Pharma, BioPharma

How can the U.S. catch up on biosimilars?

Here’s what is preventing biosimilars, which are growing in importance, from being more widely available in the U.S.

Finish line ahead

Biosimilars are a growing share of the U.S. pharmaceuticals market. But while there are at least 240 biosimilars in the development pipeline, just nine have achieved FDA approval and only three have reached the market.

What needs to change for more biosimilars to enter the U.S. market?

A biosimilar is a cheaper copycat version of a biologic, a large-molecule drug made of proteins in living cells. It’s the equivalent of a generic for a small-molecule drug. Biologics are increasingly important in healthcare, now representing $232 billion in revenue globally and 25 percent of the total global pharmaceutical market.

As biologics expand, so will the importance of biosimilars. Billions of dollars are at stake. Nine of the patents for the top 20 biologics are set to expire by 2020, according to a report by market research firm IQVIA.

As biosimilars are made from living proteins in living cells, they are more technically challenging to make than small-molecule drugs, and a biosimilar may not be as exact a copy as a generic drug is. Even so, Europe has been producing biosimilars since Omnitrope’s 2006 approval and has now approved 33 biosimilars to the US’s nine.

The U.S. is about ten years behind the EU, having waited until 2015 to approve its first biosimilar, Zarxio (a biosimilar of Neupogen, used to treat low blood neutrophils). But timing isn’t the only difference. Even now, various hurdles complicate biosimilar uptake in the US. These range from FDA approval to patent law, insurers, and the preferences of physicians and patients. Changes in any of these, some of which are already underway, would smooth the rocky path to release for US biosimilars.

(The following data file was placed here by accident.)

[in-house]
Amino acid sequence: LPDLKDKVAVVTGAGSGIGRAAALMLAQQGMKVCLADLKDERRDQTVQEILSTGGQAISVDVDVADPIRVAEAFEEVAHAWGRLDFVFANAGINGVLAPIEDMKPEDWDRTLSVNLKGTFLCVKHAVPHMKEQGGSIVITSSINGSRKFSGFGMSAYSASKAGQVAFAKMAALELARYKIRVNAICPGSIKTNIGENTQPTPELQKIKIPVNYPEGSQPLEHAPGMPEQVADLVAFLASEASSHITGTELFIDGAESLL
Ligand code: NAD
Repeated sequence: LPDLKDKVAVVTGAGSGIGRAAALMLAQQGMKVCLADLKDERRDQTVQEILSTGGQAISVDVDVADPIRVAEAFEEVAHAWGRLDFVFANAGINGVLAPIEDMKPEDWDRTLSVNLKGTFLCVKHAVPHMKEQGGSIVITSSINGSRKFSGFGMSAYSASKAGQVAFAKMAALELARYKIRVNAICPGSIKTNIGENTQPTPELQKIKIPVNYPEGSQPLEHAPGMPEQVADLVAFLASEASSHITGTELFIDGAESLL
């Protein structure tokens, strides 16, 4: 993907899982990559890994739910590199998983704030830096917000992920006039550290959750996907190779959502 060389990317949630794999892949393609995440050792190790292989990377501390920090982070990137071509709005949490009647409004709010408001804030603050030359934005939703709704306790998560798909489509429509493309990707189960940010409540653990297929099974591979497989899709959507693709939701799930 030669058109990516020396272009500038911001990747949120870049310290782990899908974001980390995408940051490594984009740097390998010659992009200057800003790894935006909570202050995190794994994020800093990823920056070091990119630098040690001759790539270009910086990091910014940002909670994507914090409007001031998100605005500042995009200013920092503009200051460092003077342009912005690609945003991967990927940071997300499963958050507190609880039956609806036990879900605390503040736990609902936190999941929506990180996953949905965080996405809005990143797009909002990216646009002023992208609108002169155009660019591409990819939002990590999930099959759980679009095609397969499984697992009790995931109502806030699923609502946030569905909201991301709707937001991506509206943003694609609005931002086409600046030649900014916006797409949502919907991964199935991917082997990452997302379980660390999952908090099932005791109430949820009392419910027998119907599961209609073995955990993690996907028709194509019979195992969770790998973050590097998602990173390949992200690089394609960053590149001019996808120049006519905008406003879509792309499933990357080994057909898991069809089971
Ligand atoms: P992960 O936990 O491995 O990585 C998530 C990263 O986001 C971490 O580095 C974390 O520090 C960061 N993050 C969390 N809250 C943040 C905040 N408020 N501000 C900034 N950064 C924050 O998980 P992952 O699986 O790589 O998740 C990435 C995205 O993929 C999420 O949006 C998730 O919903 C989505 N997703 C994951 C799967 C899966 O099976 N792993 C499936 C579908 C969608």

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Regulatory hurdles
The FDA approval process for a new drug is, of course, long and costly. Fortunately for biosimilars, the Affordable Care Act of 2010 outlined for the first time a fast-tracked approval process for biosimilars. Unfortunately, that process is still fairly long, costly, and complicated.

The provision called the Biologics Price Competition and Innovation Act said that a biosimilar could reach approval by showing that it is “highly similar” to its biologic and that there are no “clinically meaningful” differences. Theoretically, this should be faster than doing all the research from scratch needed to show that a new drug is safe and effective.

However, even if the FDA approves the biosimilar, there are even more stringent requirements in order for a pharmacist to substitute a biosimilar when given a prescription for a biologic (as pharmacists can do with generic drugs). For this, biosimilar manufacturers have to prove “interchangeability,” meaning that the drug would produce the exact same result as the biologic in any patient. No biosimilar makers have yet been able to demonstrate. Meanwhile, biosimilar makers in Europe do not have to show interchangeability.